California medical cannabis would be regulated in much the same way alcohol is if Assemblyman Tom Ammiano of San Francisco is successful in the passage of his bill, AB 473.
Our Los Angeles medical marijuana lawyers understand that Ammiano’s primary goal is to keep medical marijuana protected by introducing regulations that will hopefully reduce the amount of attention our state – and our growers, dispensaries and patients – have received from overzealous federal regulators.
The bill, as it’s written now, would regulate marijuana similar to the way that alcohol is overseen. Where the Alcohol Beverage Control has oversight of the state’s liquor stores and bars, medical marijuana would be overseen by the Division of Medical Cannabis Regulation, which would be headquartered in San Diego. This division would be under the control of the ABC.
Ammiano called it getting marijuana “into the right hands.”
There would be an adoption of statewide standards and across-the-board fees for things like how medical marijuana is cultivated, transported, taxed and sold.
The bill doesn’t currently specify what all those exact standards will be. The plan is to have legislators flesh it out further as it moves through the various committees and then on to a final vote.
Ideally, Ammiano said, the bill would move California closer to the regulatory direction of Colorado, which regulates every aspect of medical cannabis – from seed to sale.
Despite being the first state in 1996 to approve marijuana for medicinal purposes, California has always been at somewhat of a disadvantage for that reason. Being first meant there was no blue print for success. Our approach of a de-centralized regulation has left us vulnerable to federal interference – much more so than other states that had some idea of what not to do.
With a patchwork of varying laws and fees and bans and moratoriums, there are no clear rules from district to district – and sometimes not even within the same district.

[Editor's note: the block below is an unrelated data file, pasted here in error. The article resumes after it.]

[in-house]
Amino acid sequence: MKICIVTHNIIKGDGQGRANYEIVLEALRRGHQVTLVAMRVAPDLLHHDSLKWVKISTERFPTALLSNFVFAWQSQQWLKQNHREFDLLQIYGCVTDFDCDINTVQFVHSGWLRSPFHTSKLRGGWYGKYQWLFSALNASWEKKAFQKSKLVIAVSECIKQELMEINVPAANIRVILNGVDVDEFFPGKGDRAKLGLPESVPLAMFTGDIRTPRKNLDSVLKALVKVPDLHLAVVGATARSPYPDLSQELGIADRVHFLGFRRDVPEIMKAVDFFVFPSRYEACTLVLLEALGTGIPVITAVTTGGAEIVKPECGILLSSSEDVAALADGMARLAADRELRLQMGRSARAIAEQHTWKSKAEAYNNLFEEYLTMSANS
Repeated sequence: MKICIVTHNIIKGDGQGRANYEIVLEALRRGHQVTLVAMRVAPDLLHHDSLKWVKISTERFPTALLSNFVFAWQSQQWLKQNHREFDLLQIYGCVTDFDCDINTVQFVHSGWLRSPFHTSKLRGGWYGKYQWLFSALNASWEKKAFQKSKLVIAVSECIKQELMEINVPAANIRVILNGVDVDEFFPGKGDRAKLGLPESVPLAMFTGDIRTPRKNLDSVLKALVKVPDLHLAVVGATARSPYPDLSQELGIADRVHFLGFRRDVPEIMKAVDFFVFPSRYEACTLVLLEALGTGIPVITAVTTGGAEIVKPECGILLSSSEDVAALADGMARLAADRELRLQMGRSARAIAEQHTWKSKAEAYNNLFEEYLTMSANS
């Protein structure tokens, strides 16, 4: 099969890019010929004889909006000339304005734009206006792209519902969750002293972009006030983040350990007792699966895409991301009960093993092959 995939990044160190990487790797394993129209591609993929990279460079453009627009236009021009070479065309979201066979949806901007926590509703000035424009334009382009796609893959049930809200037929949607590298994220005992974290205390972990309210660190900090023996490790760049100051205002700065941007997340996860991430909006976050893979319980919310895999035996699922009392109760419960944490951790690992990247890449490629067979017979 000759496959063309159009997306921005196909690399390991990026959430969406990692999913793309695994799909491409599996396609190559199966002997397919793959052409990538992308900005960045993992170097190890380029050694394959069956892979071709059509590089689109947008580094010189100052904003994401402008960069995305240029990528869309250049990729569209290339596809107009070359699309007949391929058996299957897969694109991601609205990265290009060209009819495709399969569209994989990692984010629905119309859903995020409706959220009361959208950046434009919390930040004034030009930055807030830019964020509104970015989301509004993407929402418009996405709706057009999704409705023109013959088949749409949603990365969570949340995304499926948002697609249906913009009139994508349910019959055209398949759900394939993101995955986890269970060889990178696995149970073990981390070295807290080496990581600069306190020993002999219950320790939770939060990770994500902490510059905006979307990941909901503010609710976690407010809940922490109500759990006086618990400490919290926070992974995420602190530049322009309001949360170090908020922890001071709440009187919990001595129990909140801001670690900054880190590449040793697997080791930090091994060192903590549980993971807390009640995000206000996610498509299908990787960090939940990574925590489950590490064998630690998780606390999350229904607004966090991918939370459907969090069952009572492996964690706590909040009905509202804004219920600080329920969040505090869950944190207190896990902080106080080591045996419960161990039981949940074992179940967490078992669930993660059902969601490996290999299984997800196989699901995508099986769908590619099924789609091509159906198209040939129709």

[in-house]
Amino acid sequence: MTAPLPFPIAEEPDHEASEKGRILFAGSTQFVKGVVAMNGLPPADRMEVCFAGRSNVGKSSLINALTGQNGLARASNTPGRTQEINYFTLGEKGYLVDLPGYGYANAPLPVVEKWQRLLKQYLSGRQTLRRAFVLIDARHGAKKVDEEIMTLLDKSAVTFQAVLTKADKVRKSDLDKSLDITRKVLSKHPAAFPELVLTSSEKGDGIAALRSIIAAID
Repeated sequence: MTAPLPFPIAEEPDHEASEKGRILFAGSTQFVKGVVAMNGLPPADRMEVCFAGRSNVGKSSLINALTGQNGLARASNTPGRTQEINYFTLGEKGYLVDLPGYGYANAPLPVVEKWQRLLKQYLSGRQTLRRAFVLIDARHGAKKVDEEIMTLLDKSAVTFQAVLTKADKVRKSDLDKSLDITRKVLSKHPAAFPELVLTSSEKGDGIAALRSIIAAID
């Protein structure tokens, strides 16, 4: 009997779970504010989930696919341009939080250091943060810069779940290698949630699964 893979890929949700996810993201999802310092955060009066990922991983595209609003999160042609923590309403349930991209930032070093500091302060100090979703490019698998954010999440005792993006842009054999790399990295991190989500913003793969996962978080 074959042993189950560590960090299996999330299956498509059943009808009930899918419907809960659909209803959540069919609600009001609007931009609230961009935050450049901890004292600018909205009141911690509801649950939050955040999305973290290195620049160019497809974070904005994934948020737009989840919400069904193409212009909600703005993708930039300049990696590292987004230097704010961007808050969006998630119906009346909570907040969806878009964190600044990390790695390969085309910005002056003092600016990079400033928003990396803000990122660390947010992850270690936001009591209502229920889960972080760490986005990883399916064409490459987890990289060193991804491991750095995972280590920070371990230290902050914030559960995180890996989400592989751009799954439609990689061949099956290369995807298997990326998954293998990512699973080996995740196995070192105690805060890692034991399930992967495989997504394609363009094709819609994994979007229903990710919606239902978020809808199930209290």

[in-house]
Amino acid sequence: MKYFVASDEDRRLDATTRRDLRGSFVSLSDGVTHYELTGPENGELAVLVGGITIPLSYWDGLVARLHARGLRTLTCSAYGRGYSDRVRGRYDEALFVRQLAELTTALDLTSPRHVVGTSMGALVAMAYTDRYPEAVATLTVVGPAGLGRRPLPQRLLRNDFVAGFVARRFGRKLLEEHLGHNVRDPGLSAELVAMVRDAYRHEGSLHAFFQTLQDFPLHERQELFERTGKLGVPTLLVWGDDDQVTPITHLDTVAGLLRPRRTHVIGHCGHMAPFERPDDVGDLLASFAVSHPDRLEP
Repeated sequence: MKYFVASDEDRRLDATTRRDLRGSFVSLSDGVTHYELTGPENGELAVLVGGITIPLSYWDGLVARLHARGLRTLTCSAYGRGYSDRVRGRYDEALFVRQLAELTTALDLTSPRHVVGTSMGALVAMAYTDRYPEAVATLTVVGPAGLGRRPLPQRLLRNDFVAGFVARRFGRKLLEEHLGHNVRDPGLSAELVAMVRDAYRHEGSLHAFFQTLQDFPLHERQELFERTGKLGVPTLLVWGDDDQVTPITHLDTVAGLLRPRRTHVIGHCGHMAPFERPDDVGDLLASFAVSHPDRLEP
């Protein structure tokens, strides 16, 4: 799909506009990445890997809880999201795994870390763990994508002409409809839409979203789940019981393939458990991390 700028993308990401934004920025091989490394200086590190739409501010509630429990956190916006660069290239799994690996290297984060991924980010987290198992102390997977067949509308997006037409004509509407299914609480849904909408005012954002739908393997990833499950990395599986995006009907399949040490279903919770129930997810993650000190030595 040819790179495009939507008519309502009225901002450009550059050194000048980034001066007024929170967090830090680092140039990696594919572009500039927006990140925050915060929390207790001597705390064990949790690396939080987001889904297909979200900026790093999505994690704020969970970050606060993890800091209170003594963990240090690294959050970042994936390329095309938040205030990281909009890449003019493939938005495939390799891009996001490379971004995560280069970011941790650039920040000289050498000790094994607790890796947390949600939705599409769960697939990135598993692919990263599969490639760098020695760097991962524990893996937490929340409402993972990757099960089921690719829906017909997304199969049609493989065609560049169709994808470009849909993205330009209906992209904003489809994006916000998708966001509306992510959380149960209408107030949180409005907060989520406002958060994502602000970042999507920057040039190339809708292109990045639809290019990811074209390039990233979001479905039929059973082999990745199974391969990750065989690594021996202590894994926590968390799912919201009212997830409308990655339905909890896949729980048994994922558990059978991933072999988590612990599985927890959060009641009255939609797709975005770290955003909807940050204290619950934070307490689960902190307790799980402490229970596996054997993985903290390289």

Ammiano’s measure attempts to correct a lot of that.
Still, medical marijuana advocates are feeling cautiously optimistic. A similar measure that Ammiano introduced in 2012 died in committee. That measure would also have resulted in the creation of state board that would have generated and enforced a uniform set of laws on all aspects of marijuana production and sale.
Opponents say the bill would do little more than encourage an industry that is already out-of-control.
This is about ensuring that each patient who needs and is prescribed marijuana has safe access to it.
Ammiano described California’s approach to medical marijuana as “chaos,” saying cities want guidance, dispensary owners live in constant fear and patients have serious concerns amid all the infighting about how they will get their medical needs met.
Meanwhile, the California Supreme Court is slated to decide sometime in the next two months whether local government has the right to initiate a ban on medical marijuana dispensaries. Doing so would be in line with federal law, but would directly contradict state law.
The Los Angeles CANNABIS LAW Group represents growers, dispensaries, collectives, patients and those facing marijuana charges. Call us at 714-937-2050.
BILL NUMBER: AB 473, An act relating to medical cannabis, Introduced Feb. 19, 2013, By Assembly Member Ammiano
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Report: Anti-Marijuana, Former DEA Officials Profit From Pot’s Illegal State, March 15, 2013, Los Angeles Medical Marijuana Lawyer Blog